But about A:tla. So the ancient chinese calligraphy doesn’t make them Chinese? The inuit hairstyles, clothing, weapons, and designs don’t make them based off inuit culture? What about the tibetan robes, the korean hanboks, the chinese archectiture, the chinese music, the indonesean/Iban sun warrior temples/pyramids, the Chinese names, the chinese opera mask as seen in “The Blue Spirit”, the east asian art in the backgrounds as “background paintings”, the hair ques that symbolize ranking in china, the hindu/tibetan/buddhist/chinese philosophies and moral structures based on the elemental balance of the world, and determining “right” and “wrong”, the vietnamese culture of the foggy swamp, the martial arts of China, NONE of that counts or is ‘open’ to interpretation because some of the characters are “pale”? (Not even Katara or Sokka, who are very much Not White.)
    How is any of this ambiguous? Does the Avatar world have to have a disclaimer before each episode screaming “WARNING. WHAT YOU ARE ABOUT TO WATCH IS A SHOW ABOUT A FANTASY WORLD BASED OFF OF EAST ASIA, WITH LOTS OF ASIAN DIVERSITY. THERE ARE NO WHITE PEOPLE IN AVATAR. THANK YOU.” ? Are we really supposed to pretend that two white children playing two brown heroes is supposed to be okay because “The show was ambigous” and all the extras are actually Inuit/Chinese/Korean/Japanese/etc?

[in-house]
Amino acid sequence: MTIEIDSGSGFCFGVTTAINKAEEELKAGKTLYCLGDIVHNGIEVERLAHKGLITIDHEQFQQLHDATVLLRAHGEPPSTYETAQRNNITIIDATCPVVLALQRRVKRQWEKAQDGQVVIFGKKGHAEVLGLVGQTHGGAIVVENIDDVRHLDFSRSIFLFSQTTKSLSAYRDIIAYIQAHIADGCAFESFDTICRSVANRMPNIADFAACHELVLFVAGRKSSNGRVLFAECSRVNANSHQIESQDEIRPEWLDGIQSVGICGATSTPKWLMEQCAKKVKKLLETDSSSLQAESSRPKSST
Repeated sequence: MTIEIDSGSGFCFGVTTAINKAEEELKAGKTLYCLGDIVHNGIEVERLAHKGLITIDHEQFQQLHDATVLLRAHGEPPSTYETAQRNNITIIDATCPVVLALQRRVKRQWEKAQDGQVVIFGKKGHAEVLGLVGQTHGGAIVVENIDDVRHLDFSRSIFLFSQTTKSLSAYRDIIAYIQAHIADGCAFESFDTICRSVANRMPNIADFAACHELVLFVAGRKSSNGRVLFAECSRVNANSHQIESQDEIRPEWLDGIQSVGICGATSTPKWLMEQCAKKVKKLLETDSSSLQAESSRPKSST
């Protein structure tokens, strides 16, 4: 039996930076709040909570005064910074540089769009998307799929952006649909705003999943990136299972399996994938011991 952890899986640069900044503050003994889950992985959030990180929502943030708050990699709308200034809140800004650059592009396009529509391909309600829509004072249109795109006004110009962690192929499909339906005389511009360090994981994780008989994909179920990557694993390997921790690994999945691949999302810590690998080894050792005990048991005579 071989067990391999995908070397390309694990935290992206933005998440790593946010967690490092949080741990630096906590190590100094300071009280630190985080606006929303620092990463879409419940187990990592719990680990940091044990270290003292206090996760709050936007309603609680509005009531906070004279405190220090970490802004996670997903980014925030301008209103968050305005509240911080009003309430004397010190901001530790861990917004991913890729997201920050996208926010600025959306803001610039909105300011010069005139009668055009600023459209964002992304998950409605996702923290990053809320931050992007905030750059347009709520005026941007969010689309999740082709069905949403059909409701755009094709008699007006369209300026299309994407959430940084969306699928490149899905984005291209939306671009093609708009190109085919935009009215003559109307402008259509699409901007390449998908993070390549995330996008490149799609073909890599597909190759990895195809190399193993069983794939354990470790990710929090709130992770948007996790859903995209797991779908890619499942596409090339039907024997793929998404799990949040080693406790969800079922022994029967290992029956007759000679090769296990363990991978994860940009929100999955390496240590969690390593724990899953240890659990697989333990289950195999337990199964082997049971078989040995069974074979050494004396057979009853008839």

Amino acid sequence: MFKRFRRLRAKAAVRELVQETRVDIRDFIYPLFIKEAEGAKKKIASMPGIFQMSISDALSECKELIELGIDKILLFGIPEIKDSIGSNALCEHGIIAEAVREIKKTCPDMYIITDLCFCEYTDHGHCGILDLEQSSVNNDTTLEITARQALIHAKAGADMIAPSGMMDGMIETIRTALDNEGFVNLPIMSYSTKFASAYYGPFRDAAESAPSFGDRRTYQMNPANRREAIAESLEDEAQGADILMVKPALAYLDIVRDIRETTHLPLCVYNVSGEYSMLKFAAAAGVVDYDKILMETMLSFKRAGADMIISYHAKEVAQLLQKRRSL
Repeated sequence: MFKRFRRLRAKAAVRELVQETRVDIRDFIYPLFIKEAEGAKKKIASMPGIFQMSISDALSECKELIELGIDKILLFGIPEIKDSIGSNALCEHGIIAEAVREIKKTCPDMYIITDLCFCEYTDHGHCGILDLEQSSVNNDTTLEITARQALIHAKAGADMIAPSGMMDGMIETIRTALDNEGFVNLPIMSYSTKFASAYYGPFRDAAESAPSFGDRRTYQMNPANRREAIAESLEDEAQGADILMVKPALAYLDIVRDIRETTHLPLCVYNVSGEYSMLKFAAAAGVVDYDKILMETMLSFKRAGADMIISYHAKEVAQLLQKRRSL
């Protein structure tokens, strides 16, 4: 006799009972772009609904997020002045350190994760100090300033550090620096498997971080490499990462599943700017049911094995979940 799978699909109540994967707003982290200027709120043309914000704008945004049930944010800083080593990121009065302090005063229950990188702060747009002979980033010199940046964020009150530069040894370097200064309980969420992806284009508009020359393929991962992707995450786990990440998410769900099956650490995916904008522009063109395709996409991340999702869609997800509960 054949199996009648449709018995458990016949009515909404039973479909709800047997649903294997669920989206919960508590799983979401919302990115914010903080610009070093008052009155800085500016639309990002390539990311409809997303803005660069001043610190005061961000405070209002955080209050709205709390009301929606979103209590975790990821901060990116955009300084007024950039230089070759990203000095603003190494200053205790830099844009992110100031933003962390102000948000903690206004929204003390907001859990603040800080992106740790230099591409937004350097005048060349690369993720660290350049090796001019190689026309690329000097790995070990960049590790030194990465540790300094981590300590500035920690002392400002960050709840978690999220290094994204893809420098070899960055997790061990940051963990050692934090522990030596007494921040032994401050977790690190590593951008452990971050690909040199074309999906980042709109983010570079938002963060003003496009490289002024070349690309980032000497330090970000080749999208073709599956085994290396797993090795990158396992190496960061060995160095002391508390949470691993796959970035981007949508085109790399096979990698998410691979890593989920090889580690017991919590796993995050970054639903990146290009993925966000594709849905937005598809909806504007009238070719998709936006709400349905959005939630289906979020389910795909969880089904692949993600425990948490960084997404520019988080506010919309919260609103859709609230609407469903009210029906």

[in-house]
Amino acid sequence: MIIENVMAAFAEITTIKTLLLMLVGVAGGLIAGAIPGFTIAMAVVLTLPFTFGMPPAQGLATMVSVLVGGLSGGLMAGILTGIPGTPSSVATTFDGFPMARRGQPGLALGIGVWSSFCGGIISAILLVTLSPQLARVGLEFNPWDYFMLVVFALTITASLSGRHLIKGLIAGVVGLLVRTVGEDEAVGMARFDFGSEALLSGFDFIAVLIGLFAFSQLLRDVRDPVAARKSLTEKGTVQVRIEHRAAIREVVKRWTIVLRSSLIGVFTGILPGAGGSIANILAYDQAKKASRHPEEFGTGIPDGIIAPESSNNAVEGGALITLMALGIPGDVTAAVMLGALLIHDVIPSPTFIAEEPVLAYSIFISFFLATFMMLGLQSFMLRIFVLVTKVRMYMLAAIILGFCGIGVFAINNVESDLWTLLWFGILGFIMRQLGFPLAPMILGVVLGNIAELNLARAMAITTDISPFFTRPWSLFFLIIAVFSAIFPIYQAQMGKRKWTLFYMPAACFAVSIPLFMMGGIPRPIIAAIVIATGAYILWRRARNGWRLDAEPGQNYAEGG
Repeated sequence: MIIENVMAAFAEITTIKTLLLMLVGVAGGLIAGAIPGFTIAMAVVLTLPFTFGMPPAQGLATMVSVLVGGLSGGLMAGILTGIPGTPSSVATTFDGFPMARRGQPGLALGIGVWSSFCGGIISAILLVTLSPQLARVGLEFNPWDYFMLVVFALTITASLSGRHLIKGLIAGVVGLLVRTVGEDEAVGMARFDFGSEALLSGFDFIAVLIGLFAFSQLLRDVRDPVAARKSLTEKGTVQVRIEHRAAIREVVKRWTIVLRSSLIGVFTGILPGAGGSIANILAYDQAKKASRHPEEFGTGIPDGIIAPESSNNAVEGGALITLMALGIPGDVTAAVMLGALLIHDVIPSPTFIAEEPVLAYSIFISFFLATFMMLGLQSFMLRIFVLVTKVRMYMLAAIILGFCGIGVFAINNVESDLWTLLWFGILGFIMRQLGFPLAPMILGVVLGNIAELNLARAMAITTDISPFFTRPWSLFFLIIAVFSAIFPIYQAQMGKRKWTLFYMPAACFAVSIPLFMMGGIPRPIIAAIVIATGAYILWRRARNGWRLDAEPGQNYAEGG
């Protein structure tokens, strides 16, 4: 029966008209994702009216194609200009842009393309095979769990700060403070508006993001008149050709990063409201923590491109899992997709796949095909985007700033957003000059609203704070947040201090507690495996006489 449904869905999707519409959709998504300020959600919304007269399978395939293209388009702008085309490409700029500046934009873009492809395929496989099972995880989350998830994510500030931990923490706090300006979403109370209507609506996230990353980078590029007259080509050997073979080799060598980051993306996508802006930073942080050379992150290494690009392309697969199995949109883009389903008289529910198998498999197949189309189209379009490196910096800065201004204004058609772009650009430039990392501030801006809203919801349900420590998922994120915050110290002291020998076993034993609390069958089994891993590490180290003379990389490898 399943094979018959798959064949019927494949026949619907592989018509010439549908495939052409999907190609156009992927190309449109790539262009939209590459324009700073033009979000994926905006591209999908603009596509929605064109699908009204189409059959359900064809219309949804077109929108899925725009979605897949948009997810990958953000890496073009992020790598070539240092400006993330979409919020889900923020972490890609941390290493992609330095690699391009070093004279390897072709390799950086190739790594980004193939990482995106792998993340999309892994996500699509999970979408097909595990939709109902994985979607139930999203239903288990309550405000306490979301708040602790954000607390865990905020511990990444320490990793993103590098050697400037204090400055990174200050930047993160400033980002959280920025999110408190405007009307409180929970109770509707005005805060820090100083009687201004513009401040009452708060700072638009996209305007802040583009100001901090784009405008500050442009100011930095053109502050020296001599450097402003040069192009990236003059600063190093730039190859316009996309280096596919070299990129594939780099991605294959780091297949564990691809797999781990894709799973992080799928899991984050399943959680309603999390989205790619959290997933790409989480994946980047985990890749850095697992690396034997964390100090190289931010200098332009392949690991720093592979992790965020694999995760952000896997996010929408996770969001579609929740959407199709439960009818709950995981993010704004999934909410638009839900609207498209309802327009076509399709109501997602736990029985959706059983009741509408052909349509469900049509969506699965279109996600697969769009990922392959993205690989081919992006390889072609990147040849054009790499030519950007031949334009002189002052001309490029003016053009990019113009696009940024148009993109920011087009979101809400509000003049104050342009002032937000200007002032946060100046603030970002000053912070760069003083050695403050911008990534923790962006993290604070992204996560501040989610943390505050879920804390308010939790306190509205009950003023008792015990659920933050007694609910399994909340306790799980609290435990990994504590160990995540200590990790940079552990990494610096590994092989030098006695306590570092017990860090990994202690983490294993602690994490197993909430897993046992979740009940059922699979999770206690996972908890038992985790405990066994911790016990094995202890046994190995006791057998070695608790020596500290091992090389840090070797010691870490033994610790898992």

I think M.Night fails to get the point because he is attributing heritage and culture with automatic “undiverse” ways. But as long as he has white actors playing asiatic characters, he’s going to have a problem with the original Avatar fans. Because he lied to us. He lied and said he was going to hire unknowns. He did not- he hired from the Twilight series. He said he understood how great his daughter felt seeing a character that looks like her on TV. He did not understand this, if he felt it necessary to make a character that looked like his own daughter, white. He said he “got” the series and its inspirations, and the places and people it was modeled after. He did not, apparently. He lied.
    Apparently, M. Night also subscribes to a weird definition of irony- “From the looks of the first trailers, the only characters of color are baddies.
    “It’s called irony,” Night said of the controversy in a follow-up phone call exclusive to UGO.”
    Is this irony related to Rush Limbaugh’s ‘satire’ when he calls people r*tards?
    I for one, would like to know.

  17. art says:

    "Statements like these are so offensive because they imply that Asian American and Inuit American actors wouldn't have been able to portray these Asian and Inuit characters as well as the white actors they cast."